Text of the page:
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If you’ve watched the trailers, seen the posters or read the rapidly multiplying coverage, you’ll already know that Guy Ritchie‘s Sherlock Holmes and Arthur Conan Doyle’s Sherlock Holmes are very different men indeed. There’s definitely some core factors that tie them together, of course, such as their almost supernatural powers of observation and, to varying degrees, skill in a fist fight.

The conception of this new Holmes started before Robert Downey Jr‘s casting, even before Ritchie’s involvement. Indeed, they were picked to fit. After the break, see some of the concept art that producer-writer Lionel Wigram had comic strip illustrator John Watkiss draw up in order to convince the studio of his approach.

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Bleeding Cool have pointed out the common misconception that this new Sherlock Holmes was based upon a comic book, and traced the source of that botch up to the existence of this concept art combining with bad journalism.

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The occult elements of the film were already present and correct in these images, as well as the more general vision of Holmes as an action man. This Irene Adler, if that is her, is dressed rather more… provocatively than the one Rachel McAdams is playing, however, and while some of these images are clearly representing scenes that have made it into the final film, some of them show scenes that I don’t recognise at all. You might consider there to be some minor spoilers in these pictures, but they’re mixed in with so much stuff you won’t be seeing you can pretty much scroll on without fear.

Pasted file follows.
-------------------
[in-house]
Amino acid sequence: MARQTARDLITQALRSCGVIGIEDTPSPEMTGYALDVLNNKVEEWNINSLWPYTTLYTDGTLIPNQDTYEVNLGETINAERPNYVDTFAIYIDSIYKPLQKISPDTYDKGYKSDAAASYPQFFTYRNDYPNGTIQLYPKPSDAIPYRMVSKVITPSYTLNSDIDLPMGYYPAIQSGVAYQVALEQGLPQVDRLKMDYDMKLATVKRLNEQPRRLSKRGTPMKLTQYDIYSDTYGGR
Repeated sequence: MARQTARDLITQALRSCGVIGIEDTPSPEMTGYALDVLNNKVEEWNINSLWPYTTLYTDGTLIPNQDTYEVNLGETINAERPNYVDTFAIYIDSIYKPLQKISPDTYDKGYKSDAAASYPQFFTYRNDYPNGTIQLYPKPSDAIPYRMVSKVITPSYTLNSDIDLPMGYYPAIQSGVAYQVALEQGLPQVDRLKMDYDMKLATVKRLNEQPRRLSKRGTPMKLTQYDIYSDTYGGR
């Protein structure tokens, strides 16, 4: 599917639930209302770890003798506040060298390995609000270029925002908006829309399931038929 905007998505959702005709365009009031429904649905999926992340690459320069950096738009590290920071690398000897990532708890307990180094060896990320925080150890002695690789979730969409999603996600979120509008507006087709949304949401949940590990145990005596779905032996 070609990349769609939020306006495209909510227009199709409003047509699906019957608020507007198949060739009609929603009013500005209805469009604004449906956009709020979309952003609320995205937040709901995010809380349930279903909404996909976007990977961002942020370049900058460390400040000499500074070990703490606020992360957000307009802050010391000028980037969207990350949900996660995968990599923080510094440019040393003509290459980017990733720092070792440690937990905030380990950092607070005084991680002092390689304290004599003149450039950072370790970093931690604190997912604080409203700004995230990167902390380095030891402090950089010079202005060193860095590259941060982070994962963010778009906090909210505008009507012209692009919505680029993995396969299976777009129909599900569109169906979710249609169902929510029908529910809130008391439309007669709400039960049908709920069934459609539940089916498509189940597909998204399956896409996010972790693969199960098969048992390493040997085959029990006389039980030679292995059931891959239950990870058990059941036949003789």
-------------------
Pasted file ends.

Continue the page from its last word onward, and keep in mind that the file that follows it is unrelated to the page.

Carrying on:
If you want the original of any of these, or perhaps just a print, then stop by Gallery Nucleus.
If you want the original of any of these, or perhaps just a print, then stop by Gallery Nucleus.

There’s not much I can recommend about the finished film. Robert Downey Jr. and Jude Law offer pretty much the performances you’d expect, and Eddie Marsan is a great Lestrade, but the cast are swimming upstream in a dirty river. Many of the FX shots are plain ugly, the action sequences are terribly badly staged, the clue-and-solution chains are often really very tired and cliched, and the dialogue lacks any real pep or spark. Probably the best thing about the film overall is Phillipe Rousselot’s lighting but even that seems rather unexciting when compared his previous work.

Sherlock Holmes was clearly intended to launch a franchise. The best result will see the same cast return with a new set of writers and a new director to bring us future installments.

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